Nooteboom as poet

Cees Nooteboom is known primarily for his novels and his travel books. As far as he is concerned, however, poetry comes first. He made his debut as a poet in 1956, shortly after the publication of his first novel. At that time in the Netherlands the dominant movement in poetry involved new, experimental poets, but Nooteboom was not part of this group, nor of any other movement. He remained a loner who felt at home in many different rooms in the ‘house of poetry’, and was influenced mainly by poets from abroad. He has translated work by poets including Wallace Stevens, Eugenio Montale, Pablo Neruda, Cesare Pavese and Michael Krüger. Nooteboom has a kindred spirit in the Netherlands in the poet Jan Jacob Slauerhoff (1898–1936), the restless romantic poet and ship’s doctor who wrote, ‘Only in my poems can I dwell / Nowhere else have I found shelter.’

For Nooteboom, poetry is a form of asceticism, of meditation; a way of thinking. In his poetry, he asks himself questions about the nature of time, the shifts in a person’s soul over the course of a lifetime and the way he and other poets react to poetry. His earliest work may often be described as ‘closed’, but it is far from inaccessible. These are exercises in pain, the self-torture of a defenceless observer, who attempts to find his own uncertain place in the world. These ‘cold’, ‘black’ or ‘mannered’ poems penetrate the enigma of time and the fragmentation of life and death with mathematical, often moving precision. The poems are both transparent and mysterious at the same time. The paradox is the major rhetorical device during this period of Nooteboom’s work, as illustrated by titles such as Aanwezig, afwezig (Present, Absent).

His more recent poetry deals with perception and sight, with what ‘the eye’ implies in both a literal and a figurative sense, with seeing and the seen, and related realms of thought. ‘He who does not break appearance sees nothing,’ he writes in Het gezicht van het oog, that fascinating series of poems about reality, which is uncontrollable, multi-faceted and can never truly be known: ‘each thing fallen from its word, / crashing down with no safety net.’

Zo kon het zijn, his most recent collection of poetry, deals with the notion that the once cohesive world of poets and philosophers has disintegrated over time. Nooteboom resists this apparently inevitable process with a sense of simple melancholy: ‘To have existed within it, / with time as a thatch of hair, (…) that, dear friend, is life.’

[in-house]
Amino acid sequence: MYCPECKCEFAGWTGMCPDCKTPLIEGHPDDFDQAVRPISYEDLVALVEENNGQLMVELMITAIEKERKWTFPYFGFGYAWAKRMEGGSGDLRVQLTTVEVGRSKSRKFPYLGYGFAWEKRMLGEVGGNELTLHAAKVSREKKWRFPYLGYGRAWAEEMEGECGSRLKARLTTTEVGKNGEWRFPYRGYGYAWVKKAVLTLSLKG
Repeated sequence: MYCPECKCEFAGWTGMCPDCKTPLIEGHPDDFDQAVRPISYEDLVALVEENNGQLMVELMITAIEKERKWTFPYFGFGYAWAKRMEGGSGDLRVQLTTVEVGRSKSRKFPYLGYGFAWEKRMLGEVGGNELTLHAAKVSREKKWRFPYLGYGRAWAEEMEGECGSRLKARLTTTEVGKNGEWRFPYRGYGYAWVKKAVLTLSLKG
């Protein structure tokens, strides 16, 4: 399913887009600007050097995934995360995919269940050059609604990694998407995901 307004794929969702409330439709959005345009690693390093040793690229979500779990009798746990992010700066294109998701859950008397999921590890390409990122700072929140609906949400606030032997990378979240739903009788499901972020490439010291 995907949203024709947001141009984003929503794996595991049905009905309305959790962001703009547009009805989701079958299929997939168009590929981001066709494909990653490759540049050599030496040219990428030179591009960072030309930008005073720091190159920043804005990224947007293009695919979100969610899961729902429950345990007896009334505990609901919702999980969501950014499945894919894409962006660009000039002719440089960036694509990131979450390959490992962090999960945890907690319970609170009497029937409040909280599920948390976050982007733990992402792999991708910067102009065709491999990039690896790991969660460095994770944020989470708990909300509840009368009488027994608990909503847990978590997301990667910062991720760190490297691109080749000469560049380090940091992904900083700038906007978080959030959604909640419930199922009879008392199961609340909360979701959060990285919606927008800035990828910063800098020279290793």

Daan Cartens


De doden zoeken een huis. Gedichten. Querido, Amsterdam 1956.

Koude gedichten. Gedichten. Querido, Amsterdam 1959.

Het zwarte gedicht. Gedichten. Querido, Amsterdam 1960.

Gesloten gedichten. Gedichten. De Bezige Bij, Amsterdam 1964.

Gemaakte gedichten. Verzamelde poëzie. De Bezige Bij, Amsterdam 1970.

Open als een schelp – dicht als een steen. Gedichten. De Arbeiderspers, Amsterdam 1978.

Aas. Gedichten. De Arbeiderspers, Amsterdam 1982.

Vuurtijd, IJstijd. Gedichten 1955-1983. Verzamelde poëzie. De Arbeiderspers, Amsterdam 1984.

Het gezicht van het oog. Gedichten. De Arbeiderspers, Amsterdam 1989.

Zelfportret van een ander. Dromen van het eiland en de stad van vroeger. Prozagedichten. Atlas, Amsterdam 1993.

Zo kon het zijn. Gedichten. Atlas, Amsterdam 1999.

Bitterzoet. Honderd gedichten van vroeger en zeventien nieuwe. De Arbeiderspers, Amsterdam 2000.

Met andere woorden. Poëzievertalingen. Stichting P.C. Hooftprijs, Atlas, Amsterdam 2004.

Nooteboom’s debut novel, Philip en de anderen (Philip and the Others), came out in 1955. He was twenty-two years old at the time. Where did the inspiration come from? READ MORE

Nooteboom has written about the phenomenon many times, about why it is that he always wants to pack his suitcases again. READ MORE

Many of Nooteboom’s essays deal with art, particularly those branches with a visual focus: painting, architecture, film and photography. READ MORE